Glover to Deliver 2015 Commencement Address May 2

  • RSS
04/20/2015

SUMTER - Morris College's Annual Baccalaureate Commencement Convocation will be held at 10:00 a.m. on Saturday, May 2, 2015 at the Sumter County Civic Center, located at 700 West Liberty Street, Sumter, South Carolina.  The commencement address will be delivered by Senator Maggie Wallace Glover.   

Glover has earned widespread recognition for achieving a string of “firsts” in South Carolina.  In 1983, the former schoolteacher became the first African-American woman elected to serve on the Florence District One School Board.  In 1988, she ran as a Democrat and achieved another “first” as the first African-American woman elected from the Sixth Congressional District to the South Carolina House of Representatives.  She served two terms in the House and in 1992, ran unopposed for a seat in the South Carolina Senate.  This was a “first” too, as no political candidate in the state has gone unopposed in first bid for a legislative seat.  So, when the South Carolina General Assembly convened in January 1993, she made history as the first African-American woman to serve in the South Carolina Senate and now, fifteen years into the new millennium, she is still the only black woman to have ever served in the state’s Senate.

Over her 17 years in the General Assembly, Senator Glover became an icon in the state as a voice for the poor, the elderly, women and children.  She was an outspoken pioneer who was the primary or co-sponsor to well over 50 bills, many of which garnered national attention: i.e. the first proposed route for Interstate-73, Dr. King’s State Holiday and the Confederate flag.  While there was much debate over a 38-year history of the Confederate flag in this state, Senator Glover is credited with introducing the first bill to ask for its removal.  She, too, helped to enact South Carolina’s successful Education Lottery in 2001 and introduced the legislation that created the HOPE/LIFE Scholarship that allows many B-average students to benefit from the lottery.  The number of African-American students receiving scholarships has significantly increased.  Additionally she co-sponsored the legislation, which allocates more than $38 million annually in lottery funds to the states’ five Historically Black Colleges and Universities (HBCU).  This is the first time in this state’s history that state funds were allocated to our private institutions:  Allen, Benedict, Claflin, Morris and Voorhees.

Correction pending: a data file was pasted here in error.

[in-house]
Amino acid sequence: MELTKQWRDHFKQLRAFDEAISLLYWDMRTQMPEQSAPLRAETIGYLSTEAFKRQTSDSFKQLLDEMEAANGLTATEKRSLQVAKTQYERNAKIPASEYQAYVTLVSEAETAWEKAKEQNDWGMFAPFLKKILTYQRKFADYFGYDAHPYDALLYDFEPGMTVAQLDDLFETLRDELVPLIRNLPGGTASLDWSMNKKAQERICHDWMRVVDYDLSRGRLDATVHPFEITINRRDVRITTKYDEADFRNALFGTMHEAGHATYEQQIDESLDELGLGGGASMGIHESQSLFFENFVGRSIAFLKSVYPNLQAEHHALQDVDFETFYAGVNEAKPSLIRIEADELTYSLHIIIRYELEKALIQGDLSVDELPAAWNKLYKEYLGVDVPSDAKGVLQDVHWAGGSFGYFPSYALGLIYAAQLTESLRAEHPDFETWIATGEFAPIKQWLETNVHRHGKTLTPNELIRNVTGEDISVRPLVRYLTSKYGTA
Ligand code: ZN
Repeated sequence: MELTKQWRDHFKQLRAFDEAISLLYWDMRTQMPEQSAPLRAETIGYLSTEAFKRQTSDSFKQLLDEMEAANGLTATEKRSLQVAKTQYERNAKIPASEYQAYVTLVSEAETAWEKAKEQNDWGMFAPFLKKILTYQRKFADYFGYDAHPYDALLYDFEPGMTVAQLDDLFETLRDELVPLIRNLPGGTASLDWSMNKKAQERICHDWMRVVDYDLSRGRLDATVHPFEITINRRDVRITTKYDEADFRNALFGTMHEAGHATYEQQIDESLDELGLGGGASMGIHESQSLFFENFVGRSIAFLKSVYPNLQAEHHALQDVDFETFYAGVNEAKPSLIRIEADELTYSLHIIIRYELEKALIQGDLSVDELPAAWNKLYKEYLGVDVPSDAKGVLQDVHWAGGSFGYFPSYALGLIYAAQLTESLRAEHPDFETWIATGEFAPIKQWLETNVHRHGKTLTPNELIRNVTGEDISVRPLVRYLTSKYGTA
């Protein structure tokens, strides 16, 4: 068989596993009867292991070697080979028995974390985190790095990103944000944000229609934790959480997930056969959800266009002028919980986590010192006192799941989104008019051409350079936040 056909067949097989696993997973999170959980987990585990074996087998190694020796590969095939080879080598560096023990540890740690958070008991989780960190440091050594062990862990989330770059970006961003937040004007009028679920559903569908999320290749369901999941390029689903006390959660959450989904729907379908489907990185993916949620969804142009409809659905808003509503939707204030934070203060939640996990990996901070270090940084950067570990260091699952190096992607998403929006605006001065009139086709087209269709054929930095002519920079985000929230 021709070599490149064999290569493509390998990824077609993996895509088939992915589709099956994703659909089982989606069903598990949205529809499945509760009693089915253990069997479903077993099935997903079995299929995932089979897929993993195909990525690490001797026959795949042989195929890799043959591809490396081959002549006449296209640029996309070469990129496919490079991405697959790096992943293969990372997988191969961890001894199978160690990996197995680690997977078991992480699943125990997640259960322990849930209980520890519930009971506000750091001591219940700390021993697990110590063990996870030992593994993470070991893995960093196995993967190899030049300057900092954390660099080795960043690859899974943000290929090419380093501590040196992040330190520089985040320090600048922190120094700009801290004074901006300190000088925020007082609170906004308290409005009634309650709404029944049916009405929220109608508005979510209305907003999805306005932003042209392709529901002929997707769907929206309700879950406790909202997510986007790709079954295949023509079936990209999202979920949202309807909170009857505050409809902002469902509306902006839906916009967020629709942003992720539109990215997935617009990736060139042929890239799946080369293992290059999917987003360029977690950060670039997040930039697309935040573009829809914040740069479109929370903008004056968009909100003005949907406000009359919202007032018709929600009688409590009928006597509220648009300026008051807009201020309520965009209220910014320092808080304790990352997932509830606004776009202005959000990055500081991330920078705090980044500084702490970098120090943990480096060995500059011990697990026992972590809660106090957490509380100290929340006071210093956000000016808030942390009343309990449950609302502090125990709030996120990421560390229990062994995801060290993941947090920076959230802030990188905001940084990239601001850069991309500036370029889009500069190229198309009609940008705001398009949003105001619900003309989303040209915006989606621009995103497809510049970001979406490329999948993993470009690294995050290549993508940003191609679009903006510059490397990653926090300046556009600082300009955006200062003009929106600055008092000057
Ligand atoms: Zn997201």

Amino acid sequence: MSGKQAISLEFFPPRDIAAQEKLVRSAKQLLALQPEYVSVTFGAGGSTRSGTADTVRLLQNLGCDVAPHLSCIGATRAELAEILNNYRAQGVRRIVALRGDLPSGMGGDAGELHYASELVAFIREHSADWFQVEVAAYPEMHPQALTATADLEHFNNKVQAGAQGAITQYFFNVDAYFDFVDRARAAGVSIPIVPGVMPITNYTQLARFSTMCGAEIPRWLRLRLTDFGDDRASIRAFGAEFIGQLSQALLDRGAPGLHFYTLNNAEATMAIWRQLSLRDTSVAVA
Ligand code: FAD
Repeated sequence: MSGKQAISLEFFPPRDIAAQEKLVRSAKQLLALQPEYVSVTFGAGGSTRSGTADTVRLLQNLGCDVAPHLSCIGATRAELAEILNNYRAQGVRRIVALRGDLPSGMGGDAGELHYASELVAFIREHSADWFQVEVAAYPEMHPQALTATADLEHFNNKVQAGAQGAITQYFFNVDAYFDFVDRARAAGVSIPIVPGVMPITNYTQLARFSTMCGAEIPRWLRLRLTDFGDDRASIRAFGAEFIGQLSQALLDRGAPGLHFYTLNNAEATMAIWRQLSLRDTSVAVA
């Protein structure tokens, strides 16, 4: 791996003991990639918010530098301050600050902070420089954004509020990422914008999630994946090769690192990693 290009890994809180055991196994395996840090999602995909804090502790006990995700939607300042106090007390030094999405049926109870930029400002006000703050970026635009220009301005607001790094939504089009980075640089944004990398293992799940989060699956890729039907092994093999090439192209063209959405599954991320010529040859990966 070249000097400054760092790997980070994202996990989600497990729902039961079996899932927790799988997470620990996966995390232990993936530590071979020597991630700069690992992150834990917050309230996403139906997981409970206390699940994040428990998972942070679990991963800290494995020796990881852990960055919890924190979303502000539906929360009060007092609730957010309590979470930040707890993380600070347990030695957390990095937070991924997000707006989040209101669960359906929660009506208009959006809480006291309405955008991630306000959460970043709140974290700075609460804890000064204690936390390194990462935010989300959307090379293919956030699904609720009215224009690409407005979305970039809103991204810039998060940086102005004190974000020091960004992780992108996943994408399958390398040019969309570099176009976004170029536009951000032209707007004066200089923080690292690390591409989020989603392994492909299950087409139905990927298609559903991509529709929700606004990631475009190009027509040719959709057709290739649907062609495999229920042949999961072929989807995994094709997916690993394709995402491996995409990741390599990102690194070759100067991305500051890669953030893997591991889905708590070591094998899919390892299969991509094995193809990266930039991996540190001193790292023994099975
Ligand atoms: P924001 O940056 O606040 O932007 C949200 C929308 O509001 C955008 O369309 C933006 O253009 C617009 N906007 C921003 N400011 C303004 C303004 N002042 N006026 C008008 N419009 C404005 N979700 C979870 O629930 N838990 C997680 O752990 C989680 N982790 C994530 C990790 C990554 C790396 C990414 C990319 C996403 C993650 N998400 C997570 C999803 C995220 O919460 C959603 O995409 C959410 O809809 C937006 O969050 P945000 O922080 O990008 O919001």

1978-United States Army Commendation Medal-first and only soldier in her battalion to receive medal in conjunction with Honorable Discharge because of her outstanding performance and service as a US soldier from 1975-78.

   1993- Senator Glover was presented the highest award a South Carolinian can receive, the Order of the Palmetto for her tireless efforts toward the advancement of all South Carolina citizens.

   2004-Awarded an honorary Doctor of Humane Letters degree from Morris College for outstanding achievements as a civil servant.

   2004-Induction into the South Carolina Black Hall of Fame:  because her labor and talents earned her this distinction.

   Presently, Glover serves as director of Developmental Improvement Programs and Special Activities at Morris College.

   A native of Florence, South Carolina, she is the daughter of the late Fulton and the late Ethel Wallace.  Glover earned a BS degree in English/Speech and Theatre Minor from Fayetteville State University and a Master of Education degree in Guidance and Counseling from Francis Marion University.  She is mother to one daughter, Marisa Glover Jordan, and now grandmother to one grandson, William Chancellor Jordan, who is the absolute apple of her eye. 

###